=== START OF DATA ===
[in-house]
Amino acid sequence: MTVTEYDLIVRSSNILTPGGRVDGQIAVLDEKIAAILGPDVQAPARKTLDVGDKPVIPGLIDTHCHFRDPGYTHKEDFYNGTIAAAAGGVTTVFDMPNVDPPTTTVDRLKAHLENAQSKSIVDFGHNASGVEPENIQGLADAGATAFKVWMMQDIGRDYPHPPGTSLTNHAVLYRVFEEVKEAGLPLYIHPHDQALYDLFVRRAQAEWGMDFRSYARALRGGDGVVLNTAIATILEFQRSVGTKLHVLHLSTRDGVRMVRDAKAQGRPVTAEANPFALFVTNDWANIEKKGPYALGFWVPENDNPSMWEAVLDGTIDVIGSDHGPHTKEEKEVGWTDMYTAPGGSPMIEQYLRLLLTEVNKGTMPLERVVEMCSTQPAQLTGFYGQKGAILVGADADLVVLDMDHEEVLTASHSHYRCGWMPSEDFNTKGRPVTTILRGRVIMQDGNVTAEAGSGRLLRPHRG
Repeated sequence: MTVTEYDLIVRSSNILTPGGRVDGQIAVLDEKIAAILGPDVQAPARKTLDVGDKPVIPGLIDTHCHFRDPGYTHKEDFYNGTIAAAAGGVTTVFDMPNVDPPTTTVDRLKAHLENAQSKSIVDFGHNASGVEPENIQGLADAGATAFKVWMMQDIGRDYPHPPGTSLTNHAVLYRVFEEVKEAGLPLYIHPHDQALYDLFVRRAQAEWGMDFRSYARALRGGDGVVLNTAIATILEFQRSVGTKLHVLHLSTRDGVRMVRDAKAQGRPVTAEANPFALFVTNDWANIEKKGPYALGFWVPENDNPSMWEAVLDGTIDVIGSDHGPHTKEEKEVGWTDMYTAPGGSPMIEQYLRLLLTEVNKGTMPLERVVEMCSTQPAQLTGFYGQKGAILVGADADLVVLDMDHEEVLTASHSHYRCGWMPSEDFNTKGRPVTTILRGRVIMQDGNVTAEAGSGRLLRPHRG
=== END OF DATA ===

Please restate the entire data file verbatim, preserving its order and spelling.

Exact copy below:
[in-house]
Amino acid sequence: MTVTEYDLIVRSSNILTPGGRVDGQIAVLDEKIAAILGPDVQAPARKTLDVGDKPVIPGLIDTHCHFRDPGYTHKEDFYNGTIAAAAGGVTTVFDMPNVDPPTTTVDRLKAHLENAQSKSIVDFGHNASGVEPENIQGLADAGATAFKVWMMQDIGRDYPHPPGTSLTNHAVLYRVFEEVKEAGLPLYIHPHDQALYDLFVRRAQAEWGMDFRSYARALRGGDGVVLNTAIATILEFQRSVGTKLHVLHLSTRDGVRMVRDAKAQGRPVTAEANPFALFVTNDWANIEKKGPYALGFWVPENDNPSMWEAVLDGTIDVIGSDHGPHTKEEKEVGWTDMYTAPGGSPMIEQYLRLLLTEVNKGTMPLERVVEMCSTQPAQLTGFYGQKGAILVGADADLVVLDMDHEEVLTASHSHYRCGWMPSEDFNTKGRPVTTILRGRVIMQDGNVTAEAGSGRLLRPHRG
Repeated sequence: MTVTEYDLIVRSSNILTPGGRVDGQIAVLDEKIAAILGPDVQAPARKTLDVGDKPVIPGLIDTHCHFRDPGYTHKEDFYNGTIAAAAGGVTTVFDMPNVDPPTTTVDRLKAHLENAQSKSIVDFGHNASGVEPENIQGLADAGATAFKVWMMQDIGRDYPHPPGTSLTNHAVLYRVFEEVKEAGLPLYIHPHDQALYDLFVRRAQAEWGMDFRSYARALRGGDGVVLNTAIATILEFQRSVGTKLHVLHLSTRDGVRMVRDAKAQGRPVTAEANPFALFVTNDWANIEKKGPYALGFWVPENDNPSMWEAVLDGTIDVIGSDHGPHTKEEKEVGWTDMYTAPGGSPMIEQYLRLLLTEVNKGTMPLERVVEMCSTQPAQLTGFYGQKGAILVGADADLVVLDMDHEEVLTASHSHYRCGWMPSEDFNTKGRPVTTILRGRVIMQDGNVTAEAGSGRLLRPHRG